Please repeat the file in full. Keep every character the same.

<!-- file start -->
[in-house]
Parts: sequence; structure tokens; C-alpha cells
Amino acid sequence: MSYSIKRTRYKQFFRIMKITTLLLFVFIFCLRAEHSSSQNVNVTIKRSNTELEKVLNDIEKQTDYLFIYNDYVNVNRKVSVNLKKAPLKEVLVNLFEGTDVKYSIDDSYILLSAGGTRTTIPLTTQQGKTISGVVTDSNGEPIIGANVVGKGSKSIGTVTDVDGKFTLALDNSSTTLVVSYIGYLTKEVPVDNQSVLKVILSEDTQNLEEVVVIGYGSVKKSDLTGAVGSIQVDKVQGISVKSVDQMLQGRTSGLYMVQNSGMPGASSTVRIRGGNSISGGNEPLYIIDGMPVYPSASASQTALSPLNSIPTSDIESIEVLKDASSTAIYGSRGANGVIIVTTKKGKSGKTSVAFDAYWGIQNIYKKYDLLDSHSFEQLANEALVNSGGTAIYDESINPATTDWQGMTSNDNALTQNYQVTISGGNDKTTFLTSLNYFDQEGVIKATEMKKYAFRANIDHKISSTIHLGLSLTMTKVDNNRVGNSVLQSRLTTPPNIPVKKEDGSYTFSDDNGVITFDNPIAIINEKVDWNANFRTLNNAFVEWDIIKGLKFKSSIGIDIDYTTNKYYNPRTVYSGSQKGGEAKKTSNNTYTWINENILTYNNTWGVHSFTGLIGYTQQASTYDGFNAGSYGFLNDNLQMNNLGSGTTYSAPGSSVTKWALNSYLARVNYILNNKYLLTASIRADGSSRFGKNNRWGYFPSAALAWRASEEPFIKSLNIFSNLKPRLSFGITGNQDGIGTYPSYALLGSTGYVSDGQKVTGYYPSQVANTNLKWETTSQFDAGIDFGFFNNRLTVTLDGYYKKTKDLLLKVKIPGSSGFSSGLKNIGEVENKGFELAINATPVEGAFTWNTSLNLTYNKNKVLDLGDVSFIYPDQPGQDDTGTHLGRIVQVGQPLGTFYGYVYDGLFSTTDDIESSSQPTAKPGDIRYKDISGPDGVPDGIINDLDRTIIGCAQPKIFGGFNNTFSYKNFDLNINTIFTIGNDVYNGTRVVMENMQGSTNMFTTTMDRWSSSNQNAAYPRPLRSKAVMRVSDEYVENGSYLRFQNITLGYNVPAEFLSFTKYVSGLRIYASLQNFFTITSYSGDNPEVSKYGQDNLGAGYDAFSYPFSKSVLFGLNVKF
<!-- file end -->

[in-house]
Parts: sequence; structure tokens; C-alpha cells
Amino acid sequence: MSYSIKRTRYKQFFRIMKITTLLLFVFIFCLRAEHSSSQNVNVTIKRSNTELEKVLNDIEKQTDYLFIYNDYVNVNRKVSVNLKKAPLKEVLVNLFEGTDVKYSIDDSYILLSAGGTRTTIPLTTQQGKTISGVVTDSNGEPIIGANVVGKGSKSIGTVTDVDGKFTLALDNSSTTLVVSYIGYLTKEVPVDNQSVLKVILSEDTQNLEEVVVIGYGSVKKSDLTGAVGSIQVDKVQGISVKSVDQMLQGRTSGLYMVQNSGMPGASSTVRIRGGNSISGGNEPLYIIDGMPVYPSASASQTALSPLNSIPTSDIESIEVLKDASSTAIYGSRGANGVIIVTTKKGKSGKTSVAFDAYWGIQNIYKKYDLLDSHSFEQLANEALVNSGGTAIYDESINPATTDWQGMTSNDNALTQNYQVTISGGNDKTTFLTSLNYFDQEGVIKATEMKKYAFRANIDHKISSTIHLGLSLTMTKVDNNRVGNSVLQSRLTTPPNIPVKKEDGSYTFSDDNGVITFDNPIAIINEKVDWNANFRTLNNAFVEWDIIKGLKFKSSIGIDIDYTTNKYYNPRTVYSGSQKGGEAKKTSNNTYTWINENILTYNNTWGVHSFTGLIGYTQQASTYDGFNAGSYGFLNDNLQMNNLGSGTTYSAPGSSVTKWALNSYLARVNYILNNKYLLTASIRADGSSRFGKNNRWGYFPSAALAWRASEEPFIKSLNIFSNLKPRLSFGITGNQDGIGTYPSYALLGSTGYVSDGQKVTGYYPSQVANTNLKWETTSQFDAGIDFGFFNNRLTVTLDGYYKKTKDLLLKVKIPGSSGFSSGLKNIGEVENKGFELAINATPVEGAFTWNTSLNLTYNKNKVLDLGDVSFIYPDQPGQDDTGTHLGRIVQVGQPLGTFYGYVYDGLFSTTDDIESSSQPTAKPGDIRYKDISGPDGVPDGIINDLDRTIIGCAQPKIFGGFNNTFSYKNFDLNINTIFTIGNDVYNGTRVVMENMQGSTNMFTTTMDRWSSSNQNAAYPRPLRSKAVMRVSDEYVENGSYLRFQNITLGYNVPAEFLSFTKYVSGLRIYASLQNFFTITSYSGDNPEVSKYGQDNLGAGYDAFSYPFSKSVLFGLNVKF